We’re all guilty of ‘judging a book by its cover,’ yet research shows this may not be a bad thing. “First impressions are the fundamental drivers of our relationships,” says Professor Frank Bernieri. But is this the same for the spaces surrounding us? Many of us are aware that our environments can impact our mood. For example colour is a topic discussed when it comes to how interior design affects our mood. Neutral colour palettes will induce calmer moods whilst a hot pink may not have such a relaxing feel. Lighting a space is a design element which can affect our mood. In this magazine post we’ll be discussing how these aspects to a space play on our senses to affect how we’re feeling.
We judge based on first impressions. Known as ‘thin-slicing – judgements in as little as five seconds.’
Research shows our first impressions are often the most reliable.
First impressions of a space are pivotal to how a user feels about their surroundings. In a hotel lobby, the space will draw our eye to a focal point, often the reception desk. This is the first port of call when arriving somewhere new and having to check in. Artwork is another example. Art is often unique to a space whether commercial or in your home and can help tell the story behind and create atmosphere.
Hearing is often taken for granted in public spaces and not associated with affecting our mood. Yet if we were to sit in a silent restaurant, we would almost definitely feel there was a lack of atmosphere. Sound can be a subtle way of making a space memorable. We are always listening to what’s around us. Background music in a lift to avoid awkward silences. Atmospheric music in a bar or meditative music in a spa area to induce relaxation. The more engaged users feel while using a space the more likely they are to want to return.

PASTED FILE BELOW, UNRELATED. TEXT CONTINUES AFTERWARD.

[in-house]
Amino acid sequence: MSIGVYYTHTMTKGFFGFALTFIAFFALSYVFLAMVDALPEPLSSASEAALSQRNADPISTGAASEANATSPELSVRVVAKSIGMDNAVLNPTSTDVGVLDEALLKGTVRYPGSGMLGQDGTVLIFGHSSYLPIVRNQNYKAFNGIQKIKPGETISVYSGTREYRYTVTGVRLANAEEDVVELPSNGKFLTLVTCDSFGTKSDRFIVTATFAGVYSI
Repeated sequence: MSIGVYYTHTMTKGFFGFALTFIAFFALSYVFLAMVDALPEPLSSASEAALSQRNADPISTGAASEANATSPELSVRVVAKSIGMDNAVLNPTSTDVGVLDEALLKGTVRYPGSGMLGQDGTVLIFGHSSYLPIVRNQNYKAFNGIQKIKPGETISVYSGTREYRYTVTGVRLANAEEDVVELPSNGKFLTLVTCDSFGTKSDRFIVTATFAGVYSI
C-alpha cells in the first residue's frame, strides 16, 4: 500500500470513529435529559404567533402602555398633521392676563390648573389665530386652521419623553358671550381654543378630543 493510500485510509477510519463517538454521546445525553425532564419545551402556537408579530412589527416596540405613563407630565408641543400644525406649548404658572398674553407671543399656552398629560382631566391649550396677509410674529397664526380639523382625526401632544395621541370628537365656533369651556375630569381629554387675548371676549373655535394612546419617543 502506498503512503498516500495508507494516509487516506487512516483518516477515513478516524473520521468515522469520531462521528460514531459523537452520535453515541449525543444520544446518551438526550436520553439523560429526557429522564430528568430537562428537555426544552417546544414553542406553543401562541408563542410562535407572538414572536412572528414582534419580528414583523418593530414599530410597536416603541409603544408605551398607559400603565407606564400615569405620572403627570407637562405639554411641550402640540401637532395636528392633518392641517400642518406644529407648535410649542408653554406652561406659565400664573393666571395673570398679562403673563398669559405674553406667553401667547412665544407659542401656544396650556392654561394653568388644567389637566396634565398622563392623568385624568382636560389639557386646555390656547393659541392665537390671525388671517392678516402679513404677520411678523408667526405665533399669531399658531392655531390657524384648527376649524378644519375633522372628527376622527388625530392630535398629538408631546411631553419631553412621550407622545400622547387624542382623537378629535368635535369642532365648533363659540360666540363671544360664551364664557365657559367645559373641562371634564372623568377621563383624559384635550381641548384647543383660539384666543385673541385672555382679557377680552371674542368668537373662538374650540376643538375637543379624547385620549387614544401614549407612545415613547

Lavender and sleep, coffee and alertness or cherry blossom and summer. Smell is considered our most emotional sense, with the power to trigger memories. A bad smell can result in a bad mood.
There is scent everywhere, and it can be a marketing tool for business, to entice people to a space. Scent is a very subjective sense. Fragrances such as cologne can be overpowering. Not what you’d expect in a restaurant, where you want to taste your food, not lynx Africa.
“The quickest way to change somebody’s mood or behaviour is with smell.” Dr. Alan Hirsch. Neurological director of the Smell and Taste Treatment and Research Foundation in Chicago.
This can of course be positive or negative. People ‘like to see where the scent is coming from,’ Hirsch says. If we see a floral display in a hotel lounge or restaurant, we expect to smell a floral scent. We consider it odd when scent misleads us. Resulting in a negative memory triggered for that particular space.
Photography: Cándida Wohlgemuth
Tasting interiors? Surely not. But we can change our taste buds depending on what’s around us. For example, ever noticed that seafood restaurants tend to be blue? Pink colour schemes often represent dessert cafes? (pink is seen as fun.) “Colour affects the appetite, in essence, the taste of food.” It’s common for the colours of food served to be the colour schemes of restaurants.
Food and taste can be an easy way of promoting good mood, helping users feel relaxed. Leaving lemon or cucumber water out in a space, encourages health and well-being.
Photography: Ivar Kvaal courtesy of Snøhetta